When an object falls, its gravitational potential energy is changed to kinetic energy. You can use this relationship to calculate the speed of the object’s descent. Gravitational potential energy for a mass *m* at height *h* near the surface of the Earth is *mgh* more than the potential energy would be at height 0. (It’s up to you where you choose height 0.)

For example, say that you lift a 40-kilogram cannonball onto a shelf 3.0 meters from the floor, and the ball rolls and slips off, headed toward your toes. If you know the potential energy involved, you can figure out how fast the ball will be going when it reaches the tips of your shoes. Resting on the shelf, the cannonball has this much potential energy with respect to the floor:

The cannonball has 1,200 joules of potential energy stored by virtue of its position in a gravitational field. What happens when it drops, just before it touches your toes? That potential energy is converted into kinetic energy. So how fast will the cannonball be going at toe impact? Because its potential energy is converted into kinetic energy, you can write the problem as the following:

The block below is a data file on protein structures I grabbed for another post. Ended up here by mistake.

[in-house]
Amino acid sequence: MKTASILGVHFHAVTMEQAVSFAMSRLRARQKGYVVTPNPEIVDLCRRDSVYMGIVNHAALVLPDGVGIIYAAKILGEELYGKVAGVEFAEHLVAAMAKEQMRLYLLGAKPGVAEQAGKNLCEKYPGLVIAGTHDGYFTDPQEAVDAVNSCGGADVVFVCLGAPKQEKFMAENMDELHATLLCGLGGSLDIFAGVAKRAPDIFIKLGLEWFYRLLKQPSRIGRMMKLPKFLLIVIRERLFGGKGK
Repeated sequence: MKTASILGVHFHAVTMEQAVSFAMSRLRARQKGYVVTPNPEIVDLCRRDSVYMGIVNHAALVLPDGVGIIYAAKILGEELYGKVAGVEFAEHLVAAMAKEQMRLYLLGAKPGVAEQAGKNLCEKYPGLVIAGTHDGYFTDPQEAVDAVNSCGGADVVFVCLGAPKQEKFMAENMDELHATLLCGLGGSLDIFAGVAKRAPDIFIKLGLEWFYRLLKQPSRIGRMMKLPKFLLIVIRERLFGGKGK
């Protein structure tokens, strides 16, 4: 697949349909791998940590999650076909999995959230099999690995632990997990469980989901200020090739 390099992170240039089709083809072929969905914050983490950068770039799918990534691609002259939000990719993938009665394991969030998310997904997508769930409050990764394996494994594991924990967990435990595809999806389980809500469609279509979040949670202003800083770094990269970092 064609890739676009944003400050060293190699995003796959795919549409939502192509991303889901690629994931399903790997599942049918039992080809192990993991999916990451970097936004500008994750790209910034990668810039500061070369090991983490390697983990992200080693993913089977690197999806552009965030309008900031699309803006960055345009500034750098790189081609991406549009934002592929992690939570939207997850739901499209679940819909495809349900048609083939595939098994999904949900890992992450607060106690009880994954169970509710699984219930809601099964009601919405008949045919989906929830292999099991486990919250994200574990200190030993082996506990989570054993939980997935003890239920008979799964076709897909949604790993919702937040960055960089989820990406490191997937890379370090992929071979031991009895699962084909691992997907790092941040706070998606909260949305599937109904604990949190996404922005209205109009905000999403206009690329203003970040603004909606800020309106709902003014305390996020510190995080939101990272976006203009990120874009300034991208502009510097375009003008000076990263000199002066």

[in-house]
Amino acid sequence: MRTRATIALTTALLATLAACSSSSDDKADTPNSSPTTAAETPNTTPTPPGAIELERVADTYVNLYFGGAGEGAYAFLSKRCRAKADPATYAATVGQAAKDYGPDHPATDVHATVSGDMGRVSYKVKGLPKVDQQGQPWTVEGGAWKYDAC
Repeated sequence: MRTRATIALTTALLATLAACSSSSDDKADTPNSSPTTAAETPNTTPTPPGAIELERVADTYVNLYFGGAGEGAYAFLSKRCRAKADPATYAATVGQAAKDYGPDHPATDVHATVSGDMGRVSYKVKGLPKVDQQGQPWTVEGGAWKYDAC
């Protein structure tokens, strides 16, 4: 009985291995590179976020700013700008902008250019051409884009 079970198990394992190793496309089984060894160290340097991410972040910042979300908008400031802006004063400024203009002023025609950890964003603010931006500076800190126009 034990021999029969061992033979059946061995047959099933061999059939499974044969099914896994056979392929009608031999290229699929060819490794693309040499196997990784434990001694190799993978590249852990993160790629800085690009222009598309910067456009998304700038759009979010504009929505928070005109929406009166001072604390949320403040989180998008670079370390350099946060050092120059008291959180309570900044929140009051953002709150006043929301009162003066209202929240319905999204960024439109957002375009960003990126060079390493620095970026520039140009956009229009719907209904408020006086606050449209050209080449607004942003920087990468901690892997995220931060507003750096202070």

Plugging in the numbers and putting velocity on one side, you get the speed:

The velocity of 7.7 meters/second converts to about 25 feet/second. You have a 40-kilogram cannonball — or about 88 pounds — dropping onto your toes at 25 feet/second. You play around with the numbers and decide you don’t like the results. Prudently, you turn off your calculator and move your feet out of the way.